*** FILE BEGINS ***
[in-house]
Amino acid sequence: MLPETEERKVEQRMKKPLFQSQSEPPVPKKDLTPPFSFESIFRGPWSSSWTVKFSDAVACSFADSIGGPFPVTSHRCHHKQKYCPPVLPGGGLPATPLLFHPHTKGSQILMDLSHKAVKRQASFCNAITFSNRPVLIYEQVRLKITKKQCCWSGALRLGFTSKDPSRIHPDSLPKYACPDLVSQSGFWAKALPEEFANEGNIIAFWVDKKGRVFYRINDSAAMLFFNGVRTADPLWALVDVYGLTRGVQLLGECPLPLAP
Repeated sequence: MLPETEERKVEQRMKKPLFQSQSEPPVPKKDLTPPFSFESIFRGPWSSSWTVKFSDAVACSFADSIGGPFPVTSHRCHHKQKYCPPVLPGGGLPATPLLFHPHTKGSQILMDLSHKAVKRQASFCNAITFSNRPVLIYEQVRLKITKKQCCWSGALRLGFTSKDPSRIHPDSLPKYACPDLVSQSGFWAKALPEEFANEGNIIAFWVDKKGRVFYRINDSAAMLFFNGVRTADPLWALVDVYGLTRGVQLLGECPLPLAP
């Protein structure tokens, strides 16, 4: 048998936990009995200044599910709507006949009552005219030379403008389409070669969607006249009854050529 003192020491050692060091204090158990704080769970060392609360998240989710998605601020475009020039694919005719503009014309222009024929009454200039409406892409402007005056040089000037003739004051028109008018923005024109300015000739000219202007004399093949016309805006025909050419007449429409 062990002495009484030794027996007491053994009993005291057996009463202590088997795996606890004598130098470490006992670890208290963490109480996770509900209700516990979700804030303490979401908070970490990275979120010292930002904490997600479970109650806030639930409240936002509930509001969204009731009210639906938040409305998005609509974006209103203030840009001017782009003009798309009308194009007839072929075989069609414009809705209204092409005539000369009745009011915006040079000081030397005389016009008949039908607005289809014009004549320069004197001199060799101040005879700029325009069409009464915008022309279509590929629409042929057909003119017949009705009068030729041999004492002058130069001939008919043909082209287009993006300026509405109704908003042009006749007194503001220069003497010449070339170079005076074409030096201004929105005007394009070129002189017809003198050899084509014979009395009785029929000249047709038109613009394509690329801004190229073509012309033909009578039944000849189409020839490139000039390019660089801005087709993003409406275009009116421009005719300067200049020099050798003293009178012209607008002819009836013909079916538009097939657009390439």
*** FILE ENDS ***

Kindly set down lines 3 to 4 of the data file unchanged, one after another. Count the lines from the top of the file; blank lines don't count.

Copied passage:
Repeated sequence: MLPETEERKVEQRMKKPLFQSQSEPPVPKKDLTPPFSFESIFRGPWSSSWTVKFSDAVACSFADSIGGPFPVTSHRCHHKQKYCPPVLPGGGLPATPLLFHPHTKGSQILMDLSHKAVKRQASFCNAITFSNRPVLIYEQVRLKITKKQCCWSGALRLGFTSKDPSRIHPDSLPKYACPDLVSQSGFWAKALPEEFANEGNIIAFWVDKKGRVFYRINDSAAMLFFNGVRTADPLWALVDVYGLTRGVQLLGECPLPLAP
């Protein structure tokens, strides 16, 4: 048998936990009995200044599910709507006949009552005219030379403008389409070669969607006249009854050529 003192020491050692060091204090158990704080769970060392609360998240989710998605601020475009020039694919005719503009014309222009024929009454200039409406892409402007005056040089000037003739004051028109008018923005024109300015000739000219202007004399093949016309805006025909050419007449429409 062990002495009484030794027996007491053994009993005291057996009463202590088997795996606890004598130098470490006992670890208290963490109480996770509900209700516990979700804030303490979401908070970490990275979120010292930002904490997600479970109650806030639930409240936002509930509001969204009731009210639906938040409305998005609509974006209103203030840009001017782009003009798309009308194009007839072929075989069609414009809705209204092409005539000369009745009011915006040079000081030397005389016009008949039908607005289809014009004549320069004197001199060799101040005879700029325009069409009464915008022309279509590929629409042929057909003119017949009705009068030729041999004492002058130069001939008919043909082209287009993006300026509405109704908003042009006749007194503001220069003497010449070339170079005076074409030096201004929105005007394009070129002189017809003198050899084509014979009395009785029929000249047709038109613009394509690329801004190229073509012309033909009578039944000849189409020839490139000039390019660089801005087709993003409406275009009116421009005719300067200049020099050798003293009178012209607008002819009836013909079916538009097939657009390439």